Middle-east Arab News Opinion | Asharq Al-awsat

A Culture of Tolerance | ASHARQ AL-AWSAT English Archive 2005 -2017
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In our life we should implement the scriptural injunctions that urge us to exercise forgiveness, tolerance, social peace, humane treatment, and compassion among people, remembering God’s commandment to “restrain anger, and pardon all men; for God loves those who do good.” (Koranic verse, the Family of Imran 3:134) Tolerance begins with tolerance with oneself, by refraining from bearing grudges and harboring hate and hostility. Instead we should teach ourselves mercy, amity, and peace. We should forgive our parents, relatives, and all our kin, nurturing the blood ties that God commanded us to nurture. We should be generous with our kin, take care of them, forgive their transgressions, and tolerate the harm they do to us. We should be tolerant and forgiving with the members of our society so that if they err, we will correct them with gentleness and mild advice, remembering that we might err just as they do.

We need to send a message of tolerance and peace to the world. We should show concern to other nations` safety and prosperity so that they may be reassured that we will not harm them. They and we live on the same planet. We have mutual interests and benefits. As humans, we all have responsibilities toward each other. It behooves us to show them Islam’s beautiful face that is devoid of violence, harshness, contempt, repression, and oppression because God commanded us to call to His religion with wisdom. He enjoined us to use gentle discourse and kind treatment. He forbade us to use intellectual terrorism and to attempt to control people’s minds by force. God, the Exalted One said: “Thou are not to manage men’s affairs,” and “Wilt thou then compel mankind, against their will, to believe!” (Koranic verses, the Overwhelming 8:22, Yunus 10:99) Persuasion, dialogue, and convincing arguments are the right way to present our message and propagate our principles.

The world will not listen to us if it thinks we want to control its destiny, usurp its rights, take revenge on it, threaten its inhabitants` lives, and intimidate it. We need rather to present to it the manifest truth and the convincing argument of our religion. We need to show the world that we care about its success, happiness, and its people’s lives. The prophet, may God’s prayers and peace be upon him, was sent to bring happiness, not misery to the people, to lead them to salvation rather than perdition, safeguard their security and lives, and not kill them except in the cause of righteousness. Indeed the prophet, may God’s prayers and peace be upon him, spoke thus in his splendid and inspired sermon on the day of the great pilgrimage: “You are forbidden to take each other’s lives, property, and honor. This prohibition is as sacred as this day, in this month, in this your sacred country.”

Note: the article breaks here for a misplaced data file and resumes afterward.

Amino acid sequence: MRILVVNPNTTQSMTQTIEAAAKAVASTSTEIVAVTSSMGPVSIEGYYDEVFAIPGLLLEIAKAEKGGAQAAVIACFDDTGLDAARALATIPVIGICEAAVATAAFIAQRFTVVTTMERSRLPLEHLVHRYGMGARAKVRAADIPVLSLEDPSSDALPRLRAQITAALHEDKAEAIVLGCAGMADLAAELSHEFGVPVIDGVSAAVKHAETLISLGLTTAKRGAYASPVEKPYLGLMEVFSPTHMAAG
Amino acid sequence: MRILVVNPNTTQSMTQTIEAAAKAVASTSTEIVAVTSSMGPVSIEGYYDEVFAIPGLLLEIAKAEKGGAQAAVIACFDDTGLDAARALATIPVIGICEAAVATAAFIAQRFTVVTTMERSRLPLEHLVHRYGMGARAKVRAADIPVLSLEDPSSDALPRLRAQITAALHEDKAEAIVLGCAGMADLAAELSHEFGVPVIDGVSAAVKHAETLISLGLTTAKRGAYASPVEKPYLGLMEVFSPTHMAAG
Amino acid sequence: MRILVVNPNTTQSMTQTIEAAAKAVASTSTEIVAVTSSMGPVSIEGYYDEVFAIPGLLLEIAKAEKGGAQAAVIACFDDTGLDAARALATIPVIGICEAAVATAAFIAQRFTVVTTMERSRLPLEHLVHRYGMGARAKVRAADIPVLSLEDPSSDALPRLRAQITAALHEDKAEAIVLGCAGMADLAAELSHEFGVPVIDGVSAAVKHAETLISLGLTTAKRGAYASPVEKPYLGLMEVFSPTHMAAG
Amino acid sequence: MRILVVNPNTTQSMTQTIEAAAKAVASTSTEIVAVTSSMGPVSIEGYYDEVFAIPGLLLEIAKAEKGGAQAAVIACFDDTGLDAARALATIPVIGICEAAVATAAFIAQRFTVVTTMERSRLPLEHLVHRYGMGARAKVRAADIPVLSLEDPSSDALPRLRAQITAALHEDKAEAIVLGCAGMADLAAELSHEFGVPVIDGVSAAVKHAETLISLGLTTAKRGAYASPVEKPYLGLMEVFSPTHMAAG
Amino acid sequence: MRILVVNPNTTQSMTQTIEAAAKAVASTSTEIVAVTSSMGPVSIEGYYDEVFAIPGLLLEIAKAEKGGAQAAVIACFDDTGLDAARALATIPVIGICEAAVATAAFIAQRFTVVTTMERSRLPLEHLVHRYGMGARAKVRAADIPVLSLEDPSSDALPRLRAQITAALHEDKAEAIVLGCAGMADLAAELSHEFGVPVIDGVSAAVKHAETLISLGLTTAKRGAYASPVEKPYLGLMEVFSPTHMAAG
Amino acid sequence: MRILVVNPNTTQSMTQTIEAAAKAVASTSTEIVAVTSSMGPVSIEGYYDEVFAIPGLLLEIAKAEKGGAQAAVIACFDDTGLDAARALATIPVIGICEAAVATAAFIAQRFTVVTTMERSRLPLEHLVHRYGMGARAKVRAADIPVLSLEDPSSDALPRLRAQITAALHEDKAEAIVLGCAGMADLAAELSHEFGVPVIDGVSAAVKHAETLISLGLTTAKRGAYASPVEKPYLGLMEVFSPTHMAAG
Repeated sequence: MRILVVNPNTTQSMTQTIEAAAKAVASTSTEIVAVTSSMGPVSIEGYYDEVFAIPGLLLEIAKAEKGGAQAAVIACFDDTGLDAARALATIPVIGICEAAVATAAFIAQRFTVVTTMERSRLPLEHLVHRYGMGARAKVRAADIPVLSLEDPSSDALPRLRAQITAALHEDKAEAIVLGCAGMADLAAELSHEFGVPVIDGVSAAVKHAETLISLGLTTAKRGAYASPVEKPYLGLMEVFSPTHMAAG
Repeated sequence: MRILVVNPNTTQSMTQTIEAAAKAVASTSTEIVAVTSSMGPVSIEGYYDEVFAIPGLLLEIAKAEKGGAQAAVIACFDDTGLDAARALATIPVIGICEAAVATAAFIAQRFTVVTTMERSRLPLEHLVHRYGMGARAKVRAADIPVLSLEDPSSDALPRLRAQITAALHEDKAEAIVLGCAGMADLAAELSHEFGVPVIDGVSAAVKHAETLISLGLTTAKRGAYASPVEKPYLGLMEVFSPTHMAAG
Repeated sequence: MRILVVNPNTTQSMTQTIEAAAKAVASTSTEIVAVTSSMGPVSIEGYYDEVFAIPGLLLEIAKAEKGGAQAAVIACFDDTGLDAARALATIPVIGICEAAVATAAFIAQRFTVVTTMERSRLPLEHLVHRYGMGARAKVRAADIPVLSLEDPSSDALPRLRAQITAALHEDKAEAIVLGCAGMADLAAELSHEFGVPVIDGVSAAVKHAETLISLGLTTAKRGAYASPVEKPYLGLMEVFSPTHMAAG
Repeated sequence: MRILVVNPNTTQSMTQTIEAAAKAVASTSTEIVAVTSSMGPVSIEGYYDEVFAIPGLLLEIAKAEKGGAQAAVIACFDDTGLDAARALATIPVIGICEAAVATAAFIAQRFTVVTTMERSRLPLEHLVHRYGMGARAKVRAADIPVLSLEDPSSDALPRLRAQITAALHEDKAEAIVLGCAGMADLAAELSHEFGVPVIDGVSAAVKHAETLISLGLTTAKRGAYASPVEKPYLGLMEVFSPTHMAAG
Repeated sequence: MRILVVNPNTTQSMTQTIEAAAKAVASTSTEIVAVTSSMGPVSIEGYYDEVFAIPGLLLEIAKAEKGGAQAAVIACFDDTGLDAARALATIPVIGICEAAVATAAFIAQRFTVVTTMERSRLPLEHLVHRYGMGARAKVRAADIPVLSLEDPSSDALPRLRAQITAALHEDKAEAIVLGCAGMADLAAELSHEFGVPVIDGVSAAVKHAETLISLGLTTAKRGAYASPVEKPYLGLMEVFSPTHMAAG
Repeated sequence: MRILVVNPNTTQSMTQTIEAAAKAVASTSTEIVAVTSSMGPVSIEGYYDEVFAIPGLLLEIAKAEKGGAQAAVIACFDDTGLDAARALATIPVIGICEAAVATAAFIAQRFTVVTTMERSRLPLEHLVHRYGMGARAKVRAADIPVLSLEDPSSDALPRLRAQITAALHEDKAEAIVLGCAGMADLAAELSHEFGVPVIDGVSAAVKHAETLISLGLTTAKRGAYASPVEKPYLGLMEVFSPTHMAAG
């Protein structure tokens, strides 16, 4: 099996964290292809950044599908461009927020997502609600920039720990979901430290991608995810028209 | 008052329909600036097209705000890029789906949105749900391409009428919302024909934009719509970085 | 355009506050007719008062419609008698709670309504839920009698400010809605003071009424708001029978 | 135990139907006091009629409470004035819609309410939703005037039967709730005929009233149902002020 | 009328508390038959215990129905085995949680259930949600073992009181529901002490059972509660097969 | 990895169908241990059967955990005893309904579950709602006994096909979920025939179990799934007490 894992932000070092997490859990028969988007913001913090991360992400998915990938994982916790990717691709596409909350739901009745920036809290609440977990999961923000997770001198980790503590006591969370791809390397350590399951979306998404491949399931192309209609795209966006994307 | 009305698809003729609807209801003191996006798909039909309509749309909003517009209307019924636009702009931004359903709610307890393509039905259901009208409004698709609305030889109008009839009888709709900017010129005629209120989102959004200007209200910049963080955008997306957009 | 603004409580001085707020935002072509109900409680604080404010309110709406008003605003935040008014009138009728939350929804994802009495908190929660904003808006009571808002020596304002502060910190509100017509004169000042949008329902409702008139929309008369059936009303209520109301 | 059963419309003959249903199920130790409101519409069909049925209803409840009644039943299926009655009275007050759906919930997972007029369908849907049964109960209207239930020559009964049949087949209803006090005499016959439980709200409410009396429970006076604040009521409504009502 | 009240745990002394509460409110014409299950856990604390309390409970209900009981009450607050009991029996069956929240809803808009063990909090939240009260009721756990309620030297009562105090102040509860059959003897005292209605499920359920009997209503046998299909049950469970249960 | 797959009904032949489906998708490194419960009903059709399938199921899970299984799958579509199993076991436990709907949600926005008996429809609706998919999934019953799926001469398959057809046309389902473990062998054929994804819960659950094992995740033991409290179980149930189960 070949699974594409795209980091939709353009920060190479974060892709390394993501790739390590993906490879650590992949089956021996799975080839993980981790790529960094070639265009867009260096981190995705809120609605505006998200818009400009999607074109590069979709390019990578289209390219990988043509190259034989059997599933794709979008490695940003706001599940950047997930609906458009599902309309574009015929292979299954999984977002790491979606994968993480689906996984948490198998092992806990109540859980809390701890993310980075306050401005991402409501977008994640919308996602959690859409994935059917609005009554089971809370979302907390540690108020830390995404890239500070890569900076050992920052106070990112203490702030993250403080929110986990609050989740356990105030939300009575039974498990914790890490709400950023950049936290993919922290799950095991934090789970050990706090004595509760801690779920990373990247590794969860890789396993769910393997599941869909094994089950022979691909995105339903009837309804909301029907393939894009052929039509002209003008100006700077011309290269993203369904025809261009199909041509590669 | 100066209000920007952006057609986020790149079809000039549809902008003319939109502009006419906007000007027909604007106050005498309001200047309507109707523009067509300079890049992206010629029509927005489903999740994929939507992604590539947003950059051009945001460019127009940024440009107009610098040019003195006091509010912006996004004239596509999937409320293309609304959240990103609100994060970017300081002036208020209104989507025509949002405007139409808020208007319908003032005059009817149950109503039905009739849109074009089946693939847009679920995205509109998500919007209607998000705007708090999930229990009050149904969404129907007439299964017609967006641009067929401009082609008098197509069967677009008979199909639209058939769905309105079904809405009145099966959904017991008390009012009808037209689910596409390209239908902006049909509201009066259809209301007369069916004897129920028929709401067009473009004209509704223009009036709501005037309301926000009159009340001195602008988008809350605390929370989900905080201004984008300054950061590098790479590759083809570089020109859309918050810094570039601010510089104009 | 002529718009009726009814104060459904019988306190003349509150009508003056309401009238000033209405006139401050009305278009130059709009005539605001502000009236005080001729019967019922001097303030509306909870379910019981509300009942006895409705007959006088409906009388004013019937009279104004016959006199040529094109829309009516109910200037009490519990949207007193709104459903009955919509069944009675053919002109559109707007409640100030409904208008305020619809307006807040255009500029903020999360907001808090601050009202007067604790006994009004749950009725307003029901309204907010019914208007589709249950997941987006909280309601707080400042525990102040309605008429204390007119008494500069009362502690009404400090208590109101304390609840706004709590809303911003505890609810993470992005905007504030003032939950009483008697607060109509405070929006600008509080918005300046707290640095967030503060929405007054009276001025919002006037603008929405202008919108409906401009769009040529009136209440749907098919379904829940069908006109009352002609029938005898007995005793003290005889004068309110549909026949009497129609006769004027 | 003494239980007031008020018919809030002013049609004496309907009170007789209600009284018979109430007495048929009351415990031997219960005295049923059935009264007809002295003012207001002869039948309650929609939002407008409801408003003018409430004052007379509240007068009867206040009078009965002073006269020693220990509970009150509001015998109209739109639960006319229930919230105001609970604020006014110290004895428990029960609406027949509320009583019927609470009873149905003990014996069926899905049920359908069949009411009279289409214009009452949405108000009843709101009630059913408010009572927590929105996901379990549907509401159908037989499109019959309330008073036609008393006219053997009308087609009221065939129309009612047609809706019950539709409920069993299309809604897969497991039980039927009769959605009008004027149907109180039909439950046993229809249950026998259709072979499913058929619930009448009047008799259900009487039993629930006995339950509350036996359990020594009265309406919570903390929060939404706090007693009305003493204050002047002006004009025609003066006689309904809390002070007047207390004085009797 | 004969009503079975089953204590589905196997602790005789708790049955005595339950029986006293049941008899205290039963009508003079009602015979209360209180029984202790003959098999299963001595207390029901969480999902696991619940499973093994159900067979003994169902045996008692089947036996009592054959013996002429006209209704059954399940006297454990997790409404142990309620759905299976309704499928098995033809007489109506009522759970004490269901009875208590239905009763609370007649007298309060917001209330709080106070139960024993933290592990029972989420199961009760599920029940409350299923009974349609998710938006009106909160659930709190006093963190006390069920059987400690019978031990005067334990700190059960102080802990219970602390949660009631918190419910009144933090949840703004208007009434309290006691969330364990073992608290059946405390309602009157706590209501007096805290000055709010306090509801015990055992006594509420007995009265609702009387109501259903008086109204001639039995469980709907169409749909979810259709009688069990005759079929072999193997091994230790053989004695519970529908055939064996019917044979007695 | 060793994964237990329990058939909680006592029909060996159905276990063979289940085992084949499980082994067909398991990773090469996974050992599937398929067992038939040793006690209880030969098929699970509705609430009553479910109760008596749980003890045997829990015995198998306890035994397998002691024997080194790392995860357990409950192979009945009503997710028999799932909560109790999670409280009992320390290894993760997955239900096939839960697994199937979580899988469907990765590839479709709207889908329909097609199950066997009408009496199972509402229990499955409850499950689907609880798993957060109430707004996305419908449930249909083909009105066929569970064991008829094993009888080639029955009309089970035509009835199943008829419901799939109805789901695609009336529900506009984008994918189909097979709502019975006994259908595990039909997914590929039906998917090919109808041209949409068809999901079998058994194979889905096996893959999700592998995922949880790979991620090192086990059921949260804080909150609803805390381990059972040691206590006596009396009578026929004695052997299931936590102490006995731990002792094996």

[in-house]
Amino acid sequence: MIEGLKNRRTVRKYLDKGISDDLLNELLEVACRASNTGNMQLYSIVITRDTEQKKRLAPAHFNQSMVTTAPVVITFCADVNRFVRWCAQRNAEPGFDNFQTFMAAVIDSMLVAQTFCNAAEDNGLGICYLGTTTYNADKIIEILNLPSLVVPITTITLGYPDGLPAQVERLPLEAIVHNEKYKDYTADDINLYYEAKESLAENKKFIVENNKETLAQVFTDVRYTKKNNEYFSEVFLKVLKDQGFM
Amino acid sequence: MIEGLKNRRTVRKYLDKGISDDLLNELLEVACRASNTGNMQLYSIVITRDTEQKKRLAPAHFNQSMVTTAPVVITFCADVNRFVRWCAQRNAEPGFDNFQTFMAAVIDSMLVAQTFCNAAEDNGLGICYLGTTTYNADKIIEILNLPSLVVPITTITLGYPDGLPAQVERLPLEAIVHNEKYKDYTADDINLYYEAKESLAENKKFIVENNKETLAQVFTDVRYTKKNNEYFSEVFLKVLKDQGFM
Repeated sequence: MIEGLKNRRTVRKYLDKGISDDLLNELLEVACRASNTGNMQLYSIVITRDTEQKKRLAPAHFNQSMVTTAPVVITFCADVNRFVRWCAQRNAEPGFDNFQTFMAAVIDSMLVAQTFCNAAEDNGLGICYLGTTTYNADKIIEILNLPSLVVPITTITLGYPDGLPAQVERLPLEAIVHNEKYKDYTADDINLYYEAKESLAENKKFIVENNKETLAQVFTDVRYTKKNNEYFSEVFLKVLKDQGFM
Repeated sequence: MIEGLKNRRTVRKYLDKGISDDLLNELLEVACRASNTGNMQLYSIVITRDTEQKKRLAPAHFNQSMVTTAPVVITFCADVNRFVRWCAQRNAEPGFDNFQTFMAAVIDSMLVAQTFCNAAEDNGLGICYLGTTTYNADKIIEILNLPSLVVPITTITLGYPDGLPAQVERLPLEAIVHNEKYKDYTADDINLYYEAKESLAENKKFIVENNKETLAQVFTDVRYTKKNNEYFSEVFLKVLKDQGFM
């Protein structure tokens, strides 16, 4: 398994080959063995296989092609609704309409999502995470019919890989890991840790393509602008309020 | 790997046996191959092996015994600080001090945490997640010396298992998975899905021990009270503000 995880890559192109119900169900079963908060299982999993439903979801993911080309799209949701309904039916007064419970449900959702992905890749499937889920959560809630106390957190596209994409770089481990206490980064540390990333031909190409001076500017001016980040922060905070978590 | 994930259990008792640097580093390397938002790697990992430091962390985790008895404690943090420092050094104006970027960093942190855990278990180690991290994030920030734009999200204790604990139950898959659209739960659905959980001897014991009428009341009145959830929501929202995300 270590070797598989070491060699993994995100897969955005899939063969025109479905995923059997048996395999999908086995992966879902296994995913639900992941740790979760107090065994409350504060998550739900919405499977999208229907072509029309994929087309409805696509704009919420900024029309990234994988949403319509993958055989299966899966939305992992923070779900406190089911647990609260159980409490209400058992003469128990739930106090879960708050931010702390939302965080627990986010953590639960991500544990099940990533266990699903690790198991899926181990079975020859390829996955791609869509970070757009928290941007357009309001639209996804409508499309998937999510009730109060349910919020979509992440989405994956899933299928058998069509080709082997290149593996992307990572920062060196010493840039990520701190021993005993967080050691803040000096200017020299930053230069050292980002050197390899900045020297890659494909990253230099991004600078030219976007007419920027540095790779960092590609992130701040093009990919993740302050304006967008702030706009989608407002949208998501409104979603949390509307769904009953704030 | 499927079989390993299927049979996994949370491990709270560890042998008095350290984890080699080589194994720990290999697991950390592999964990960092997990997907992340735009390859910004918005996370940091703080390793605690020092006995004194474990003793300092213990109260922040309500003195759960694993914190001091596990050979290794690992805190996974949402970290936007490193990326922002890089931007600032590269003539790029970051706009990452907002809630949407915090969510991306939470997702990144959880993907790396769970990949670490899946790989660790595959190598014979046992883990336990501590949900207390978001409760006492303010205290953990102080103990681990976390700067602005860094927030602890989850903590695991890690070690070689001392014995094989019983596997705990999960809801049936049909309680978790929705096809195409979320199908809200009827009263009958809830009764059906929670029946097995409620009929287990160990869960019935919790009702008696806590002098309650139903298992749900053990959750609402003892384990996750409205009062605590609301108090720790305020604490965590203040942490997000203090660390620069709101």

Why would the people of the world be convinced of our religious advocacy and convert to our religion when they see some of us threatening them when they have not raised arms against us or fought against us, but came to do humanitarian work and deal with us for our and their mutual benefit?

The wise among us have tried calling them to Islam and as a result, caused many of them to convert to God’s religion, unlike those who did not use the wise method of gentle advocacy or sound argument but resorted to kidnapping, robbery, and coercion. These obtained no victory, nor were their actions conducive to eternal rewards. They gained no new converts to Islam and achieved no victory or conquest. Instead they presented to the world a wrong message saying that we are lying in wait for other human groups to pounce on them unexpectedly, that we reject coexistence with them, and threaten their lives and future. As a result they make preparations to counterattack and take revenge on us, keeping in mind that they are more numerous than us and better armed.

Meanwhile because we are not truly faithful to our religion, we are weak and unprepared. We are divided, fractious, and primitive when it comes to material civilization. Why, then, do we challenge the world to a duel? Why do we invite the snakes to come out of their lairs and then find ourselves too weak to fight them?

He who builds mosques and Islamic centers, publishes books, opens satellite television channels, and convinces the world with wise council, good proofs, and friendly advice is a million times more useful to Islam and the Muslim people than those who raised arms against foreigners who have been given covenants of security, made loud threats, and uttered curses. Such persons are angry and weary with the world and themselves. They are angry with everything, with the people and even with the very water they drink and air they breathe. They are like this because they have little knowledge and are unable to live in amity and peace with their society. They are incapable of interacting with people and showing or receiving compassion. Can we now stretch our hands in conciliation and tolerance to the world and invite it to interact and become acquainted with us so that the world will listen to us?